Also throughout the whole thing I had this awesome British accent.

Living in the sunlight, loving in the moonlight

…having a wonderful time.

(Thought I’d ruin all your good-weather moods with a little earworm-maker known as Tiny Tim. Just try getting it out of your head.)

Today I had the most wonderful 19C picnic. Early spring (still technically winter), grass sprouting, sun warming the earth (and waking up the bees… oh, the bees), and two out of three of my siblings in the park near my house with a manwich apiece. Well, my brother’s was the true Dagwood, but he’s also 17, tall, and skinny, so that’s to be expected.

Anyway, I brought my trusty guitar Monty along with us and set up an impromptu jam with my brother. Baby sister said we should get a busking licence, because “well, you’re not doing anything, and he’s not doing anything… except lie around the house and be lazy. He should get off his butt and do music.” Which was her way of telling her plenty-older siblings to get a job. I WILL WHEN YOU DO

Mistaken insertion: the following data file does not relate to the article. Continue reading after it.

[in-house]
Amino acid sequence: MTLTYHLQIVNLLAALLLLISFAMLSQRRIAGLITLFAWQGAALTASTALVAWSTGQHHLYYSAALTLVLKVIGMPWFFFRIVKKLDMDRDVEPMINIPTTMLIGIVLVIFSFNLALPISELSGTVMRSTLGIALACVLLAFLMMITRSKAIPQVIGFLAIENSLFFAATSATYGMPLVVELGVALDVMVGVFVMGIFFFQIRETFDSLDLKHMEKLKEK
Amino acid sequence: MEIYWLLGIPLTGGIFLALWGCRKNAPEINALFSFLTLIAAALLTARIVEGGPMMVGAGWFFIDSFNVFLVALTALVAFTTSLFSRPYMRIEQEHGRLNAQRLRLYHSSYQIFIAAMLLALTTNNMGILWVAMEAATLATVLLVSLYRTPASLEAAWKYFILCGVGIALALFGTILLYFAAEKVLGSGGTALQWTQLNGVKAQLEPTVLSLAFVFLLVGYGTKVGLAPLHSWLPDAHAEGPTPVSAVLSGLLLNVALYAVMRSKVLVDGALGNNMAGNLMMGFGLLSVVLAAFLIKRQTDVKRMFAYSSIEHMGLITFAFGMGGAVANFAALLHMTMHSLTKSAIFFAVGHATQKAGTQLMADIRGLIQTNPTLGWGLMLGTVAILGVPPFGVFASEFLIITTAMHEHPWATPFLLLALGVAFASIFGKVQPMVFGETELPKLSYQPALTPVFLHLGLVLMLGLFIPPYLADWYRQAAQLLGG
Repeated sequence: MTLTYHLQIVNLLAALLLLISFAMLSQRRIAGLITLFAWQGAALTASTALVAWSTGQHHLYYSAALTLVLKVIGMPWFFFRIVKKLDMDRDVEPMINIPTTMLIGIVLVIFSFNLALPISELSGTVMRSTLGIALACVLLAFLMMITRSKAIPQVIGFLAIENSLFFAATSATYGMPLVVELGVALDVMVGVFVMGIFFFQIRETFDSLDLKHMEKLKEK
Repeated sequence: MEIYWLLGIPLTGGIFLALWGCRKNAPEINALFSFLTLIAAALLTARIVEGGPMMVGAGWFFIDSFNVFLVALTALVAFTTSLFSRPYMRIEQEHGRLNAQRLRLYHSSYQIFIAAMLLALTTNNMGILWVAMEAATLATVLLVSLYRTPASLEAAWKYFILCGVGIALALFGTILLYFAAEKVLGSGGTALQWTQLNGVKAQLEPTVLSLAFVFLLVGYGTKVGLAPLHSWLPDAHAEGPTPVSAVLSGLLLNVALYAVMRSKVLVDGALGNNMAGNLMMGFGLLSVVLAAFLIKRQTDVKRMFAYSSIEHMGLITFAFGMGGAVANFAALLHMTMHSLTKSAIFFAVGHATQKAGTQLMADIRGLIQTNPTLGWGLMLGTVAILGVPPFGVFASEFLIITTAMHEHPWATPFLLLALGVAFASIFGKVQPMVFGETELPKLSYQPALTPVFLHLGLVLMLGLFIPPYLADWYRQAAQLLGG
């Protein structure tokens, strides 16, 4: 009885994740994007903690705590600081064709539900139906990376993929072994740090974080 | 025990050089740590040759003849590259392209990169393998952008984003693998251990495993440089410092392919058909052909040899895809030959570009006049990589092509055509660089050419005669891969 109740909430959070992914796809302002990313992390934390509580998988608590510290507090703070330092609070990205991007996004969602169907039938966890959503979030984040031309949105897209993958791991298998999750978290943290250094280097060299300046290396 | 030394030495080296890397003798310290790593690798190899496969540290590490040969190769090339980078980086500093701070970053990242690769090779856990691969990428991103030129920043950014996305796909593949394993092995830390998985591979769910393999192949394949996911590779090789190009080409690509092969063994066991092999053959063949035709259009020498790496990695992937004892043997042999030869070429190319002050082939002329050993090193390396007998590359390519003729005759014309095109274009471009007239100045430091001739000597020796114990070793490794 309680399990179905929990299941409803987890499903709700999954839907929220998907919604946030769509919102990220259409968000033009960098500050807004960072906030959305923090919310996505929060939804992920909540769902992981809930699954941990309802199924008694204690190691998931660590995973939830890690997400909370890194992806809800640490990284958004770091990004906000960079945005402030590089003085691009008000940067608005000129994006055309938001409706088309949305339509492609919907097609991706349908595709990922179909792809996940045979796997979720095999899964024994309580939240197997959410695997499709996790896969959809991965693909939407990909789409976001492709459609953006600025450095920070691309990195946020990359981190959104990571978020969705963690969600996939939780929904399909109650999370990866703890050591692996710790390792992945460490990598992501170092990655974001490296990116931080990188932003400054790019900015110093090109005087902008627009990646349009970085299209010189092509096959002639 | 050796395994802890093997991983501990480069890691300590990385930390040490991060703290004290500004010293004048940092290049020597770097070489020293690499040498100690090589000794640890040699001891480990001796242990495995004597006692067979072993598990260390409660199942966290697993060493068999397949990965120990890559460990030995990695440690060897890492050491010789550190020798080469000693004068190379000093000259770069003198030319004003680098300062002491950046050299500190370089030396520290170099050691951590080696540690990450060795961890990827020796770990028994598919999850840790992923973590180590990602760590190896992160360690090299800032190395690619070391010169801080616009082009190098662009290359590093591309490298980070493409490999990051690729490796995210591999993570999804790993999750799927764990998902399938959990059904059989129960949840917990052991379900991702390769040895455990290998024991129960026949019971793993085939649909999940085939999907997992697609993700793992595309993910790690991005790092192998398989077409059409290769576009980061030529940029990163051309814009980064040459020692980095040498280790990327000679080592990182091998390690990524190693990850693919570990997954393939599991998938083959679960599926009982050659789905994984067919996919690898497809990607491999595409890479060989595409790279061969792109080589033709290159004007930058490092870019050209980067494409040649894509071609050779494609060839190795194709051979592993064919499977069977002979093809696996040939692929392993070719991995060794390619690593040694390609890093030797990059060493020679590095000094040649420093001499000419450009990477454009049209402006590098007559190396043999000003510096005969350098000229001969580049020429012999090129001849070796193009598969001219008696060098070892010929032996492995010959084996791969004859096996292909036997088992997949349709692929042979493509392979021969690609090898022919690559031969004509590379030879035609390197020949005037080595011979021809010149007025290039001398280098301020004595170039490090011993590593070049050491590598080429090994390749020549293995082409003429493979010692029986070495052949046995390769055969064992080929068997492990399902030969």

So there you have it. Summer employment opportunity in an entrepreneurial musical venture as coerced by an almost-ten-year-old. Sounds almost fancy when you put it that way.

My little sister gave me a bear

Apparently the best thing for writer’s block is a little brown plastic bear with big eyes. This is according to my baby sister, anyway. I asked her what I should write and she exclaimed “this!” as she thrust the toy in front of me. And I thought, why not? After all, most of her philosophies hold water.